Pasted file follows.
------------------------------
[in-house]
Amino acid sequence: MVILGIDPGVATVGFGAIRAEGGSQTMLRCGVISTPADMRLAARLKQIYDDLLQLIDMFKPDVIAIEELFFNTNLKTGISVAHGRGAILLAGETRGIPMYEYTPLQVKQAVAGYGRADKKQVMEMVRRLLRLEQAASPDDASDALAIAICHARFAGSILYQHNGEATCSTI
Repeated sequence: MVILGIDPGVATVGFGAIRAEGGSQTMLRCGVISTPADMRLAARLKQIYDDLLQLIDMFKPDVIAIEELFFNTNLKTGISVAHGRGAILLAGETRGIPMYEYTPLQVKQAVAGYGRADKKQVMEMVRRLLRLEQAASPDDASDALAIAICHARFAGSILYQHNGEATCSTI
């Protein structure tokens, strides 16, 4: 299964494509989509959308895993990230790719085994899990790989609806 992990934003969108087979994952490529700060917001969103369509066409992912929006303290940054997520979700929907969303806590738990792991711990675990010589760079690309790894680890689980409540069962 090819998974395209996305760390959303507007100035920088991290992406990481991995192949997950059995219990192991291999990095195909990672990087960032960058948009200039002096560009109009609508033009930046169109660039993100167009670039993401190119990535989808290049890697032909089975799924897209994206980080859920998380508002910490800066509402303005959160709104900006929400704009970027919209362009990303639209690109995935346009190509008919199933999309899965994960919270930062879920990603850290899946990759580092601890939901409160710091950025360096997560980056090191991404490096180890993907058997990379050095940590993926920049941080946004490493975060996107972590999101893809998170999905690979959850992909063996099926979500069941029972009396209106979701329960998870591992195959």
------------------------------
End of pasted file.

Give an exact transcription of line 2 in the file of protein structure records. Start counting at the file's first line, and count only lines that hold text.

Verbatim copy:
Amino acid sequence: MVILGIDPGVATVGFGAIRAEGGSQTMLRCGVISTPADMRLAARLKQIYDDLLQLIDMFKPDVIAIEELFFNTNLKTGISVAHGRGAILLAGETRGIPMYEYTPLQVKQAVAGYGRADKKQVMEMVRRLLRLEQAASPDDASDALAIAICHARFAGSILYQHNGEATCSTI